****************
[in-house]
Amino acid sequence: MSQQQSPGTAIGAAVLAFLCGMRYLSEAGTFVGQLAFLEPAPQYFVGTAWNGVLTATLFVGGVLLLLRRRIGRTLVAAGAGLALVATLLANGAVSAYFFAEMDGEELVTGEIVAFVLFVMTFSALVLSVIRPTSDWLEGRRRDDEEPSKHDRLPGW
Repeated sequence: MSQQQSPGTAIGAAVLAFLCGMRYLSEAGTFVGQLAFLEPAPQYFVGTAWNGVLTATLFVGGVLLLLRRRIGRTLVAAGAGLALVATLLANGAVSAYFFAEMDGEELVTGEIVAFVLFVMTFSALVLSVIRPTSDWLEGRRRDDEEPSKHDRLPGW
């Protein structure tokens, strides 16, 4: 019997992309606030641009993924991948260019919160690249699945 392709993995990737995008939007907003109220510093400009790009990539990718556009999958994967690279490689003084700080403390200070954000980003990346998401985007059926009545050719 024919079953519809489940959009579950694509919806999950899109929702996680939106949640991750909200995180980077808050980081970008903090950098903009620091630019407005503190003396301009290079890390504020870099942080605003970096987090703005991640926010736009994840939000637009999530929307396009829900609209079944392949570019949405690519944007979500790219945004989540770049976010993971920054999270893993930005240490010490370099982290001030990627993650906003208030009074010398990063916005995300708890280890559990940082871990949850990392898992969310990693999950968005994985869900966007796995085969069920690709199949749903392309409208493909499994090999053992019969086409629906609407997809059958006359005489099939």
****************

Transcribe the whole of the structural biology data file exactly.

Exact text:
[in-house]
Amino acid sequence: MSQQQSPGTAIGAAVLAFLCGMRYLSEAGTFVGQLAFLEPAPQYFVGTAWNGVLTATLFVGGVLLLLRRRIGRTLVAAGAGLALVATLLANGAVSAYFFAEMDGEELVTGEIVAFVLFVMTFSALVLSVIRPTSDWLEGRRRDDEEPSKHDRLPGW
Repeated sequence: MSQQQSPGTAIGAAVLAFLCGMRYLSEAGTFVGQLAFLEPAPQYFVGTAWNGVLTATLFVGGVLLLLRRRIGRTLVAAGAGLALVATLLANGAVSAYFFAEMDGEELVTGEIVAFVLFVMTFSALVLSVIRPTSDWLEGRRRDDEEPSKHDRLPGW
């Protein structure tokens, strides 16, 4: 019997992309606030641009993924991948260019919160690249699945 392709993995990737995008939007907003109220510093400009790009990539990718556009999958994967690279490689003084700080403390200070954000980003990346998401985007059926009545050719 024919079953519809489940959009579950694509919806999950899109929702996680939106949640991750909200995180980077808050980081970008903090950098903009620091630019407005503190003396301009290079890390504020870099942080605003970096987090703005991640926010736009994840939000637009999530929307396009829900609209079944392949570019949405690519944007979500790219945004989540770049976010993971920054999270893993930005240490010490370099982290001030990627993650906003208030009074010398990063916005995300708890280890559990940082871990949850990392898992969310990693999950968005994985869900966007796995085969069920690709199949749903392309409208493909499994090999053992019969086409629906609407997809059958006359005489099939």